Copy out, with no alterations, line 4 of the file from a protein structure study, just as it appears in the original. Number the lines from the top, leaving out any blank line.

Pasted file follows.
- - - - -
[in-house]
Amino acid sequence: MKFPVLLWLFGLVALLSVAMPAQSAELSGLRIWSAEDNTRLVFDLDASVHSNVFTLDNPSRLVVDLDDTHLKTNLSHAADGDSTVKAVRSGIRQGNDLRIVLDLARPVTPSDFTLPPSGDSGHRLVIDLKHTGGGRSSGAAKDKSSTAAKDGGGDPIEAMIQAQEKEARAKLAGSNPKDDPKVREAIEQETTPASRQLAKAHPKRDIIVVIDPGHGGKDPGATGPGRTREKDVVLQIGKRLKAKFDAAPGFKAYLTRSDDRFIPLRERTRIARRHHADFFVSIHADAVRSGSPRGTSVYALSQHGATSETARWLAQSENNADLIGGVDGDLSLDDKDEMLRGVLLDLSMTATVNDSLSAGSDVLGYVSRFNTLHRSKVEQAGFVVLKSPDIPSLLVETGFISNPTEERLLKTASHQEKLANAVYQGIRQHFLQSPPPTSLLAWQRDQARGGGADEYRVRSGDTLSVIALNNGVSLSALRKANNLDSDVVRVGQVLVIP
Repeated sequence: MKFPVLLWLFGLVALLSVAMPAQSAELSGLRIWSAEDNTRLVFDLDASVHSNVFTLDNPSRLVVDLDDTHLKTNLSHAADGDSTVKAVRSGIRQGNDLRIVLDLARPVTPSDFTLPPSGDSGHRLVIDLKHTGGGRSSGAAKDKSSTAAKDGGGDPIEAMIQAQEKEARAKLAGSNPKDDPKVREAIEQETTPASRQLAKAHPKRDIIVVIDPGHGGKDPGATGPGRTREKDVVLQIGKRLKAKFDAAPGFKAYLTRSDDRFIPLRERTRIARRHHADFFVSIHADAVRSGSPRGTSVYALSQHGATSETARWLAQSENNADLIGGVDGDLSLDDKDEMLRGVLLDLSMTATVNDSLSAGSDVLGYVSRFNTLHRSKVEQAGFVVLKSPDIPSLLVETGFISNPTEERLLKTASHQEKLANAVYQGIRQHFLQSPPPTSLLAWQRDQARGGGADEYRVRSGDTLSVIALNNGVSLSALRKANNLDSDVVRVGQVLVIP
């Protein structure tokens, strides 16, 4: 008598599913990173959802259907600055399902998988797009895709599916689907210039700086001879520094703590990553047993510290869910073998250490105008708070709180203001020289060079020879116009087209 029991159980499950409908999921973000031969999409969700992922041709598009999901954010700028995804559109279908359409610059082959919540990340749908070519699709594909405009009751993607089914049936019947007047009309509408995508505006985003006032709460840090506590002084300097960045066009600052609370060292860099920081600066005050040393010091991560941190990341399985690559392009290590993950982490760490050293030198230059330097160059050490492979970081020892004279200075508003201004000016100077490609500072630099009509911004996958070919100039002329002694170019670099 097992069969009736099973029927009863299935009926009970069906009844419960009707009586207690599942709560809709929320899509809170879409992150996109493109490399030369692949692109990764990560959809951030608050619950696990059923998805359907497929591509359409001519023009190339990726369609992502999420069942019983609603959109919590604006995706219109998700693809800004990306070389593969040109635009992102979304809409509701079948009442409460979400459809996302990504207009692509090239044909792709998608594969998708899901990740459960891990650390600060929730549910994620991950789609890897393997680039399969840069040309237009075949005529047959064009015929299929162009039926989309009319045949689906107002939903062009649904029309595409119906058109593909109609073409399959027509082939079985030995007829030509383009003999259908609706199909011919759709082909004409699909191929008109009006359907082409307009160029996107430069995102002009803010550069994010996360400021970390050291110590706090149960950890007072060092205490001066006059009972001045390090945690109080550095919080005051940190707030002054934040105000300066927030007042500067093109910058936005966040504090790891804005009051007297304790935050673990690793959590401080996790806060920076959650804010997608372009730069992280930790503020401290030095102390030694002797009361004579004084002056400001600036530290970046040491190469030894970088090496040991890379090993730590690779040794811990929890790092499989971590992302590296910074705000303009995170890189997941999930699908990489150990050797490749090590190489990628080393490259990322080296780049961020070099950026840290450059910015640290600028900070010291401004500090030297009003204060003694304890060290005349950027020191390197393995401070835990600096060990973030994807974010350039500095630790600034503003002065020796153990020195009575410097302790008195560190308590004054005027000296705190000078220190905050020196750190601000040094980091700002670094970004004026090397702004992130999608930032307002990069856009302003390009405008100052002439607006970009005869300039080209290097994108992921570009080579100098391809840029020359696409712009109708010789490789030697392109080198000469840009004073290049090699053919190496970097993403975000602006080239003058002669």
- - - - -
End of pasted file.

């Protein structure tokens, strides 16, 4: 008598599913990173959802259907600055399902998988797009895709599916689907210039700086001879520094703590990553047993510290869910073998250490105008708070709180203001020289060079020879116009087209 029991159980499950409908999921973000031969999409969700992922041709598009999901954010700028995804559109279908359409610059082959919540990340749908070519699709594909405009009751993607089914049936019947007047009309509408995508505006985003006032709460840090506590002084300097960045066009600052609370060292860099920081600066005050040393010091991560941190990341399985690559392009290590993950982490760490050293030198230059330097160059050490492979970081020892004279200075508003201004000016100077490609500072630099009509911004996958070919100039002329002694170019670099 097992069969009736099973029927009863299935009926009970069906009844419960009707009586207690599942709560809709929320899509809170879409992150996109493109490399030369692949692109990764990560959809951030608050619950696990059923998805359907497929591509359409001519023009190339990726369609992502999420069942019983609603959109919590604006995706219109998700693809800004990306070389593969040109635009992102979304809409509701079948009442409460979400459809996302990504207009692509090239044909792709998608594969998708899901990740459960891990650390600060929730549910994620991950789609890897393997680039399969840069040309237009075949005529047959064009015929299929162009039926989309009319045949689906107002939903062009649904029309595409119906058109593909109609073409399959027509082939079985030995007829030509383009003999259908609706199909011919759709082909004409699909191929008109009006359907082409307009160029996107430069995102002009803010550069994010996360400021970390050291110590706090149960950890007072060092205490001066006059009972001045390090945690109080550095919080005051940190707030002054934040105000300066927030007042500067093109910058936005966040504090790891804005009051007297304790935050673990690793959590401080996790806060920076959650804010997608372009730069992280930790503020401290030095102390030694002797009361004579004084002056400001600036530290970046040491190469030894970088090496040991890379090993730590690779040794811990929890790092499989971590992302590296910074705000303009995170890189997941999930699908990489150990050797490749090590190489990628080393490259990322080296780049961020070099950026840290450059910015640290600028900070010291401004500090030297009003204060003694304890060290005349950027020191390197393995401070835990600096060990973030994807974010350039500095630790600034503003002065020796153990020195009575410097302790008195560190308590004054005027000296705190000078220190905050020196750190601000040094980091700002670094970004004026090397702004992130999608930032307002990069856009302003390009405008100052002439607006970009005869300039080209290097994108992921570009080579100098391809840029020359696409712009109708010789490789030697392109080198000469840009004073290049090699053919190496970097993403975000602006080239003058002669």